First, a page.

First comes love, then comes … a mortgage?! That’s right: Many couples are buying a home together before tying the knot. In fact, 1 in 4 homeowners said they purchased a home with their significant other before marriage, according to a 2016 survey by TD Bank. And that’s presuming they end up tying the knot after all; many continue cohabiting without ever heading down the aisle.
But getting a home loan as an unmarried couple presents some unique financial challenges. For starters, you need to consider the possibility—slim though it might seem—that you might break up one day. Yes, these things happen.
“You need to look at the worst-case scenario,” says Ray Rodriguez, a New York sales manager at TD Bank. “It’s not a pleasant conversation, but you need to have it.”
After all, purchasing a home together is ultimately a business decision. You, as an individual, need to take steps to protect your investment. So, before buying a home with your significant other, make sure not to make these common mistakes.
Mistake No. 1: Not discussing your credit history
Even if you’re applying for a loan together, you’re going to be assessed by the mortgage lender as individuals. Married couples are sized up individually, too, but since they’re hitched, they’ve likely had some in-depth money talks already. Unmarried couples may have put off this topic, but it’s time to ask each other some tough questions—starting with your credit score.
Your credit score, of course, is primarily a measure of how well you’ve paid off past debts; you can get a free estimate of this number at Credit Karma. Even if your credit score is sterling, if your partner’s is subpar, you as a couple could be seen as a lending liability.
“We use the lower score of the two individuals when qualifying the couple for a loan,” says Rodriguez. And if someone’s score isn’t up to par, “this could mean you’ll be required to make a higher down payment, or you get a worse interest rate, or you won’t even qualify for a loan at all.”
One potential solution is to have only the person with better credit apply for the loan. However, in doing so, you’ll have to forfeit including your partner’s salary in your assets, which might weaken your application.
“Most times you need both incomes to qualify for the mortgage,” says Keith Gumbinger, vice president at HSH.com, a mortgage information website.
The good news is, the sooner you know your partner’s credit history, the sooner you’ll get to fixing any issues before they throw a wrench in your home-buying plans.
Mistake No. 2: Planning who pays what with a hug and a kiss
Sorry, romantics: You can’t just assume you and your significant other are just automatically in sync about who pays what, and this is particularly true if you’re unwed and lack the legal protections marriage provides. So you’ll want to draw up a legally binding contract (with help from a real estate lawyer) that spells out the following parameters:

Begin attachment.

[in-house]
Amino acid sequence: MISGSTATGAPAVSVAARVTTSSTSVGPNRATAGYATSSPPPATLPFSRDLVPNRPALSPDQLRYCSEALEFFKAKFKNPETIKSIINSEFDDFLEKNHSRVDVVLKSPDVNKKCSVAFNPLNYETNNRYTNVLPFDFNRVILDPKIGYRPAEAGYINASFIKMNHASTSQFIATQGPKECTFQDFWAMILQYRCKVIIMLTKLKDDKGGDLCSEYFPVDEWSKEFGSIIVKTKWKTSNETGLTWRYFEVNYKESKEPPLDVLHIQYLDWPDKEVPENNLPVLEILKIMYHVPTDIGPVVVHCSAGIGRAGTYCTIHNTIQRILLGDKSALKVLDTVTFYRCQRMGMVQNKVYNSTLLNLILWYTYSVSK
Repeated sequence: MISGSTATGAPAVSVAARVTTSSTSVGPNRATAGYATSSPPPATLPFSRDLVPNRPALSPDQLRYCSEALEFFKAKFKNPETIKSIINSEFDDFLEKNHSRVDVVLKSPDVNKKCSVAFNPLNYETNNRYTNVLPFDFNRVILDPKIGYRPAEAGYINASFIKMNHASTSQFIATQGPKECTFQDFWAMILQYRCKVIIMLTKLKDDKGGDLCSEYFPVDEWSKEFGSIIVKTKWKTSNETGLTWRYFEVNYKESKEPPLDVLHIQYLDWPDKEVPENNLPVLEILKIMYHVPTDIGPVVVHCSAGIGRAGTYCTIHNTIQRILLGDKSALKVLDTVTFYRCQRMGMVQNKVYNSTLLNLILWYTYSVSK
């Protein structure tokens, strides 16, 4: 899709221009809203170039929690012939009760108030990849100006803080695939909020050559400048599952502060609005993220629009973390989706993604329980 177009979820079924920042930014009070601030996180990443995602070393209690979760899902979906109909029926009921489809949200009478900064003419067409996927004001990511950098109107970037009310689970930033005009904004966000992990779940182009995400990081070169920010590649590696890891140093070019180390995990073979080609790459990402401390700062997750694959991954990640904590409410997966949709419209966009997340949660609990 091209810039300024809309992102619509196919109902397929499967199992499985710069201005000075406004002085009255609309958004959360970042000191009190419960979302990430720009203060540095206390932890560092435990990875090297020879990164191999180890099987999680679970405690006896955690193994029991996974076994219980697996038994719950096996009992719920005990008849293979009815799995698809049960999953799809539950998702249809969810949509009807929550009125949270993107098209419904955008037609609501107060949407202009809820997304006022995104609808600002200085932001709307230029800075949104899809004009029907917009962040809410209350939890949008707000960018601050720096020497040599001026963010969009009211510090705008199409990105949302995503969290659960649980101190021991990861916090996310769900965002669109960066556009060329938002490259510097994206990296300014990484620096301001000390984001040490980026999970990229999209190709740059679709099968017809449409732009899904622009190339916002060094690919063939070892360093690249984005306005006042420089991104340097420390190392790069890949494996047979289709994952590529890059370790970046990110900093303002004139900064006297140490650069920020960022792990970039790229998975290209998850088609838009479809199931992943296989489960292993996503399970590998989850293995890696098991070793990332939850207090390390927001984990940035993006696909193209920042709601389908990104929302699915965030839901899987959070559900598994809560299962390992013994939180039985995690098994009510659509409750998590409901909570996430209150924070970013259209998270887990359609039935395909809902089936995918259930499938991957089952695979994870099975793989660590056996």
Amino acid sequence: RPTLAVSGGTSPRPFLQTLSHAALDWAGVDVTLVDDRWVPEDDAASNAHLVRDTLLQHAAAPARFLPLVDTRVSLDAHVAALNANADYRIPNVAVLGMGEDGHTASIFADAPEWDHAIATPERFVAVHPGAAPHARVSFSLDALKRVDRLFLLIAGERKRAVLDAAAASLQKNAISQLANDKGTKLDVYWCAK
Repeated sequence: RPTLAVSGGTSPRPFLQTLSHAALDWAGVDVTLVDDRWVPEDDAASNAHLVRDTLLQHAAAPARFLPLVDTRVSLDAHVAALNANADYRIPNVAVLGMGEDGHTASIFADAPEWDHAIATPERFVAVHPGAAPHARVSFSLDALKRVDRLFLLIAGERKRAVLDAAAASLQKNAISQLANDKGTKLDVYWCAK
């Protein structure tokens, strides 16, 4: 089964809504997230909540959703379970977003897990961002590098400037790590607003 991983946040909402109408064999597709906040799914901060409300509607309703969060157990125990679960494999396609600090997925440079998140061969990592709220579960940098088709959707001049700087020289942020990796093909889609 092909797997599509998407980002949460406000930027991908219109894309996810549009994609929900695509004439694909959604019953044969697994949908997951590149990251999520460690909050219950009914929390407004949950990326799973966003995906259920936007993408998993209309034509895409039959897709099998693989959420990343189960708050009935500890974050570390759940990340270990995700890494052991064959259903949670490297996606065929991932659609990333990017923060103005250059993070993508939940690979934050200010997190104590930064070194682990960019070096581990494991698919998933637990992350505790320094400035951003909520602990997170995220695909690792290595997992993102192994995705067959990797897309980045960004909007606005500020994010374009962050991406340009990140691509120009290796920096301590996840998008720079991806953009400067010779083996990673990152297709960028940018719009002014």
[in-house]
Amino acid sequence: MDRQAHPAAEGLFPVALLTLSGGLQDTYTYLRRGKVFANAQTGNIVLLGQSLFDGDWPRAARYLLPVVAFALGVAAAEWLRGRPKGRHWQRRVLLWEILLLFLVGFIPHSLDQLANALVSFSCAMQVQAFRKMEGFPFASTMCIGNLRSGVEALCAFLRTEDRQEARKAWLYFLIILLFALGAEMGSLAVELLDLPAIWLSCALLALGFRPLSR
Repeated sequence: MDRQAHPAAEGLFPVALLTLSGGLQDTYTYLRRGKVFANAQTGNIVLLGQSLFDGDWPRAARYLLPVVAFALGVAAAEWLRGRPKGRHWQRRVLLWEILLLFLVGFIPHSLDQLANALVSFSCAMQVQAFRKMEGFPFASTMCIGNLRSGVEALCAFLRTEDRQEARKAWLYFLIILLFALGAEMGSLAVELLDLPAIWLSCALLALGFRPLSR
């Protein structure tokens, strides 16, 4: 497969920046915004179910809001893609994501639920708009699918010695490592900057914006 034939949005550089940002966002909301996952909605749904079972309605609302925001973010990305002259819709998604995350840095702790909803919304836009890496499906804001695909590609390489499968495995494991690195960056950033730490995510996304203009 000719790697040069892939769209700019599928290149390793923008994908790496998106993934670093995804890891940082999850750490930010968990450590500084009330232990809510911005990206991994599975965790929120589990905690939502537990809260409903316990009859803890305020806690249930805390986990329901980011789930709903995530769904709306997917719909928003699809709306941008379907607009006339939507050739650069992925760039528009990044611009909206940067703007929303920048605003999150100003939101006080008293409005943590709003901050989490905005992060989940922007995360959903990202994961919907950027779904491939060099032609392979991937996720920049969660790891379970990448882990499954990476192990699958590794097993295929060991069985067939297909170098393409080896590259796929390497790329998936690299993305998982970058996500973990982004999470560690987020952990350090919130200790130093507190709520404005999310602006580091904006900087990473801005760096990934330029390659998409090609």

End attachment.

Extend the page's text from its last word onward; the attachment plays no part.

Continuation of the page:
- What each person contributes to the down payment
- How much equity each person has
- What each party will pay, including the mortgage, taxes, utilities, and maintenance
Don’t assume you have to go 50-50. “Many couples do 70-30 or even 80-20,” says Gumbinger.
Most important, the agreement should include a provision as to what happens in the event that you two break up, says Debra Neiman, a certified financial planner and co-author of “Money Without Matrimony: An Unmarried Couple’s Guide to Financial Security.”
For example, which party has the right to buy the other one out? And if that buyout happens, how many appraisals would you need to determine the property’s fair market value? Spelling these things out now will help you avoid disagreements later.
Mistake No. 3: Not considering your title options
Sure, you may live in this home together, but there are actually three ways that couples can “own” a property. Here’s how to tell them apart and decide which way is right for you.
- Sole owner: The only time you’d want to put just one person on the title is if that person will retain 100% equity of the property—which might make sense if that person is exclusively shouldering the mortgage and other costs with owning the home.
- Joint tenants: If one person dies, the other automatically inherits the other’s stake and owns the entire property. This “makes sense if you’re going in 50-50,” says Gumbinger. Many married couples opt for joint tenancy.
- Tenants in common: This stipulates that if one person dies, ownership will not automatically transfer to the other homeowner unless that person is named in the will. Instead, the deceased owner’s heirs will inherit those shares. This can be a good choice if one or both partners have kids or family from a previous marriage to whom they want to pass on the property if they die.
Mistake No. 4: Making house payments separately
While married home buyers often join bank accounts, many unmarried couples are hesitant to commingle their finances. That’s a valid concern, but if you’re paying a mortgage and other home expenses together, having a joint account—into which you both contribute money from your separate accounts—can help streamline your house payments immensely.
After all, you can’t write two separate checks for your monthly mortgage, so having one account just makes sense (and setting up automatic payments ensures they’ll get paid).
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